The week that was in Illinois politics and government (September 10-15).
Chicago and Cook County News
On Monday morning the Chicago Teachers Union went on strike for the first time since 1987, affecting 26,500 teachers and 350,000 students and drawing national attention to the longtime acrimony between CTU and Chicago Public Schools management.
There were no classes for CPS students the entire week.
But by Friday afternoon the skeleton of an agreement was reached between the district and the union. The CTU House of Delegates is anticipated to vote on a tentative contract Sunday afternoon.
Thousands of teachers descended on downtown Chicago Monday in a massive sea of red. And on Monday morning CTU members took to the picket lines and articulated that the strike is not about money, but a variety of issues from the lack of social workers to no air conditioning in classrooms. On Friday, the union furthered this position, releasing a video that shows deteriorating conditions in the schools.
PI spoke to a number of teachers Thursday who voiced displeasure on issues from the flaws in the system’s special education program to what they viewed as a “top-down” management style. Teacher’s Wednesday spoke about classroom overcrowding and fear that CPS might close 80 to 120 schools after the strike is settled.
CTU said Wednesday that they have heard this closing rumor for months – which is why they would like to get as many issues as possible settled before members approve a new contract.
Ald. Roderick Sawyer (6th) also weighed in on some of these teaching conditions issues in an op-ed for PI.
Emanuel, though, insists that the strike is not about these teaching conditions. It is, instead, about two unsolved collective bargaining matters: The composition of a new teacher evaluation system and recall rights for recently laid off teachers, which the mayor framed as an issue of empowering principals to hire whom they please.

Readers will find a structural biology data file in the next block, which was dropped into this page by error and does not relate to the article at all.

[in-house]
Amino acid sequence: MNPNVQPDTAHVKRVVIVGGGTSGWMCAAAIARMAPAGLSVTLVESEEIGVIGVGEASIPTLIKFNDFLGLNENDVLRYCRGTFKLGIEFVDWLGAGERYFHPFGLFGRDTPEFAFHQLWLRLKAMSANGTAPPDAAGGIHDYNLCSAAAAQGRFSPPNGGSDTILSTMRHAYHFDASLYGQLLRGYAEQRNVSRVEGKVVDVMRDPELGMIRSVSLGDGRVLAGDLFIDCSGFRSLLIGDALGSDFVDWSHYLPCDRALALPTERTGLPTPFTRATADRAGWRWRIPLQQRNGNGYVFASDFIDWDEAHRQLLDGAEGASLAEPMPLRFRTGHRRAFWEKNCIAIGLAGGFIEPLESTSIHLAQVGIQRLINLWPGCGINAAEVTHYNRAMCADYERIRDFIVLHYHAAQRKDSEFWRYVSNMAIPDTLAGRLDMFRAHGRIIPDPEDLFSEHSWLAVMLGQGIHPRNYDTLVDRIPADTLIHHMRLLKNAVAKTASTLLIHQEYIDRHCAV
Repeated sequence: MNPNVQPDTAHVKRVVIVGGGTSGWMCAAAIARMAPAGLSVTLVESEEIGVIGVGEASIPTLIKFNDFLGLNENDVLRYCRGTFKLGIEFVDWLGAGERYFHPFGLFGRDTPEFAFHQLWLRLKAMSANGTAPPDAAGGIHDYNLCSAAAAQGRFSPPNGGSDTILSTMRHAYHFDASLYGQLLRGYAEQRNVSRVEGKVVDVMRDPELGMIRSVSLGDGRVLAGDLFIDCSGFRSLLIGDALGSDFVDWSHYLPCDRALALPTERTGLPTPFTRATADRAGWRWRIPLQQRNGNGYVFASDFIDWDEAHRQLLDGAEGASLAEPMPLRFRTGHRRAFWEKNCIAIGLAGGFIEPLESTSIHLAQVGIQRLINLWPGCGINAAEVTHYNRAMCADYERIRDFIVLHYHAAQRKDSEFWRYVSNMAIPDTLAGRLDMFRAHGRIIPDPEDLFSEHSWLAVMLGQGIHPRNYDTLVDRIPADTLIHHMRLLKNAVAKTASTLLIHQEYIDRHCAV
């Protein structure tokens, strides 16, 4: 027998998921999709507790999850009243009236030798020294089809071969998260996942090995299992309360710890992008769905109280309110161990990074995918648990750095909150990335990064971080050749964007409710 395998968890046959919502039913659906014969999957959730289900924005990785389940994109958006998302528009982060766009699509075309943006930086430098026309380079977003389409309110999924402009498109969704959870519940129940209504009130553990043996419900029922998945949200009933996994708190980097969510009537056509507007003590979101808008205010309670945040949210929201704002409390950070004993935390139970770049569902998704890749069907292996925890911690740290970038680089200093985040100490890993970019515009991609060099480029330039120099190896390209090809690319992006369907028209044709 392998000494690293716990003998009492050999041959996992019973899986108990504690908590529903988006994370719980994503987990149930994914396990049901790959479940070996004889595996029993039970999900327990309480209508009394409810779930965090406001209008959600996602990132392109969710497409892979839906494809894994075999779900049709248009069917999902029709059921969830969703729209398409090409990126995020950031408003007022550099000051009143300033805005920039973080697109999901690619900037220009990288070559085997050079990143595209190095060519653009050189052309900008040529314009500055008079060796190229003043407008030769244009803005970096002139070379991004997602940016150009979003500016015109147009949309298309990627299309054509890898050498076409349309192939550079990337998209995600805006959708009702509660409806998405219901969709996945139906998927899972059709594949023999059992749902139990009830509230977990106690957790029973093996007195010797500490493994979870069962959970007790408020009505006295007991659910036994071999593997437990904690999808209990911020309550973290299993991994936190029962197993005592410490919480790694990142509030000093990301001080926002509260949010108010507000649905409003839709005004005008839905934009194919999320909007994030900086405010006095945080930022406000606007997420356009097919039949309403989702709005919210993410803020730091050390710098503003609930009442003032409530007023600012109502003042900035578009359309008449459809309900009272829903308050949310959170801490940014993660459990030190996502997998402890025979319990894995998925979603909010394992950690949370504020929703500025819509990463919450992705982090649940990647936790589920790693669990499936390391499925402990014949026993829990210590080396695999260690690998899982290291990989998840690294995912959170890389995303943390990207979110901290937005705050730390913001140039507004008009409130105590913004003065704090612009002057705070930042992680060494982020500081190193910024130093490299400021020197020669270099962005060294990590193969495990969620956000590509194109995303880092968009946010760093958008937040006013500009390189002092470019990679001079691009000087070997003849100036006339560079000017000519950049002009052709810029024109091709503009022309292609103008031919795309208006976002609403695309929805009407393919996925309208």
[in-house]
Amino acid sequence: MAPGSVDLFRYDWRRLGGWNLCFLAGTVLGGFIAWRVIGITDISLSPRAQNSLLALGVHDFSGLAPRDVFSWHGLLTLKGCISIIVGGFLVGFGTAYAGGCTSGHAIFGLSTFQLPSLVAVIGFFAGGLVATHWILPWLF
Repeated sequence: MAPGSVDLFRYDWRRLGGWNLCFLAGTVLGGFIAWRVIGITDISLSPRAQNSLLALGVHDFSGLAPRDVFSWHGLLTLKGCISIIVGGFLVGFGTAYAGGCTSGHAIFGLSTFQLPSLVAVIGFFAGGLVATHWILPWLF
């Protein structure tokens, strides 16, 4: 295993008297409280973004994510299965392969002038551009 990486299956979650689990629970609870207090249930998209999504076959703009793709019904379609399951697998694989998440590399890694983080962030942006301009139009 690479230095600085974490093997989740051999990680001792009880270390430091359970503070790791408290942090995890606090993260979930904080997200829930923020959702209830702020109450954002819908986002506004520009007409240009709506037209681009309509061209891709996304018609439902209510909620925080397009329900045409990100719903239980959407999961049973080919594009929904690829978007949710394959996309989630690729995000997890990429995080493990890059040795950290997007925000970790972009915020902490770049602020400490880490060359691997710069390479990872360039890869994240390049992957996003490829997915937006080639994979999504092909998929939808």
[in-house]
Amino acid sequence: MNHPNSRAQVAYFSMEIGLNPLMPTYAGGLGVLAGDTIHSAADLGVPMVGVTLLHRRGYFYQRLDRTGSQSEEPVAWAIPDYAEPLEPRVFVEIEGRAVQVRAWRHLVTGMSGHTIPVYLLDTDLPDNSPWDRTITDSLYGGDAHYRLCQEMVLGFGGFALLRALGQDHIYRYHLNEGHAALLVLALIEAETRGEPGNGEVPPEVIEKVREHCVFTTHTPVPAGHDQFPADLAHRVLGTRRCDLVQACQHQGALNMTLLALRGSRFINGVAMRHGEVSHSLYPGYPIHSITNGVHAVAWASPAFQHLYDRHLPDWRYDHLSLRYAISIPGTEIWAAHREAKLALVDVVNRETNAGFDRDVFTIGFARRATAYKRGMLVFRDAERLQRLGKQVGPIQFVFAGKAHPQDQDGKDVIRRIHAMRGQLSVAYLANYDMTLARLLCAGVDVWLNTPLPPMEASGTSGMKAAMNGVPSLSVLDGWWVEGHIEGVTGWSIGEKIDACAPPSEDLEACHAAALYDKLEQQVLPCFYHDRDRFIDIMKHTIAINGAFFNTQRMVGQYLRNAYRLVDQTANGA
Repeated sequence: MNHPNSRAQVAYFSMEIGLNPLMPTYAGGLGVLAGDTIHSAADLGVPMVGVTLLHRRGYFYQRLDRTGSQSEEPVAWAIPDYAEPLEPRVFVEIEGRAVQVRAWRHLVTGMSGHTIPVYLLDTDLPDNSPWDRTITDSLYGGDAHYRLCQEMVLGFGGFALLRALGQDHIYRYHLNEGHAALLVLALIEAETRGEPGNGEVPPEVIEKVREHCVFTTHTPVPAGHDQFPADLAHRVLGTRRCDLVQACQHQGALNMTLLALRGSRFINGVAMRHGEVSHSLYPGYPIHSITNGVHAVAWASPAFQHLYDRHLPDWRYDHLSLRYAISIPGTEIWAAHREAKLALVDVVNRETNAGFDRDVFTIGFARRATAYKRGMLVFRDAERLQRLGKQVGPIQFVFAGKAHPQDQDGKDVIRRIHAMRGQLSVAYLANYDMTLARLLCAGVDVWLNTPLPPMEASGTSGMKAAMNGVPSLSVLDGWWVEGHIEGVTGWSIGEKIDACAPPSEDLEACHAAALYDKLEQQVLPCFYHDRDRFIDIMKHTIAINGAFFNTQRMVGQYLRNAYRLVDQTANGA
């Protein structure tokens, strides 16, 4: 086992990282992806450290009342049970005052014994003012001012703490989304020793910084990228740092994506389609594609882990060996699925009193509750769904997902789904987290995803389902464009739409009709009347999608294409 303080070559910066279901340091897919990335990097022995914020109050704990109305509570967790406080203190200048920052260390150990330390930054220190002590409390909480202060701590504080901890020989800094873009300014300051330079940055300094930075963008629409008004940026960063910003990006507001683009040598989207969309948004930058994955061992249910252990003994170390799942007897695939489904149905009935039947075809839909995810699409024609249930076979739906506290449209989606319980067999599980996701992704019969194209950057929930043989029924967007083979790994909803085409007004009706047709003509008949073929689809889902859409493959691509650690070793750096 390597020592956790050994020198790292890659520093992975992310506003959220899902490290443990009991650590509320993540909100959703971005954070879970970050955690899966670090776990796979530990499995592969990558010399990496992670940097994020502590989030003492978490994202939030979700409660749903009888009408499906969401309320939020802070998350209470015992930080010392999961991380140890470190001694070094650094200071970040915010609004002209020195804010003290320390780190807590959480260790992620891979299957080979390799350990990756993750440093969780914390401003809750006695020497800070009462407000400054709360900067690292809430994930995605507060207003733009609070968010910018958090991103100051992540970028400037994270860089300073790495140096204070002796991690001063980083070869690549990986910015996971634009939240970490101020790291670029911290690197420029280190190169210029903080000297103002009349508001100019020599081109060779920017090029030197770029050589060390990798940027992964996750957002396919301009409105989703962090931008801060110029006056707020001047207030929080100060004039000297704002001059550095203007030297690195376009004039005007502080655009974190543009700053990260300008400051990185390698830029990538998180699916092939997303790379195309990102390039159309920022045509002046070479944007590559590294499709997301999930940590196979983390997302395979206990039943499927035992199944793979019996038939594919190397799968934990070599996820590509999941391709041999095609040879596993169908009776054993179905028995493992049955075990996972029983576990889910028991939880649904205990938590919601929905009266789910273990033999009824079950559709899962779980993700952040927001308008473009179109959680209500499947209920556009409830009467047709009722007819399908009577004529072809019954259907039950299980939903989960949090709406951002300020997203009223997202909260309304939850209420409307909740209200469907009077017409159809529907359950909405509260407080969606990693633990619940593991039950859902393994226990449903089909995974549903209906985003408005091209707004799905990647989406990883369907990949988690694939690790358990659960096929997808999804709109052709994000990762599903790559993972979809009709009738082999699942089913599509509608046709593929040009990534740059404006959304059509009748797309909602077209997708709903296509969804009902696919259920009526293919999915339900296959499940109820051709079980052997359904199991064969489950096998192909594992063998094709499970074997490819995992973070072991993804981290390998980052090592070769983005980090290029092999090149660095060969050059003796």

“Everything here is down to two final issues,” the mayor said at a press conference Monday. “It's not air conditioning, OK. It's 71 degrees outside. It’s not air conditioning. We don't go on strike for air conditioning.”
Negotiations between CTU and CPS are not open to the public so known developments have come in the form of post-negotiation pronouncements. CTU President Karen Lewis said after Monday and Tuesday that the district and union were far apart, contradicting David Vitale, the school board president, who said the two sides were close to a deal.
CTU even claimed that the board was misrepresenting their position and the state of negotiations Tuesday.
But Lewis changed her tune Wednesday saying that progress had been made on such issues as teacher evaluations. It looked like a deal was close to being reached as soon as Thursday, but now the strike will at least continue until Sunday.
With the strike ongoing, CTU will hold a rally Saturday at Union Park. Check back with Progress Illinois for coverage of that event.
CPS responded to the strike by opening 147 schools and 59 churches as strike contingency sites for non-instructional activities, including serving breakfast and lunch. It was reported throughout the week that attendance was low at these sites.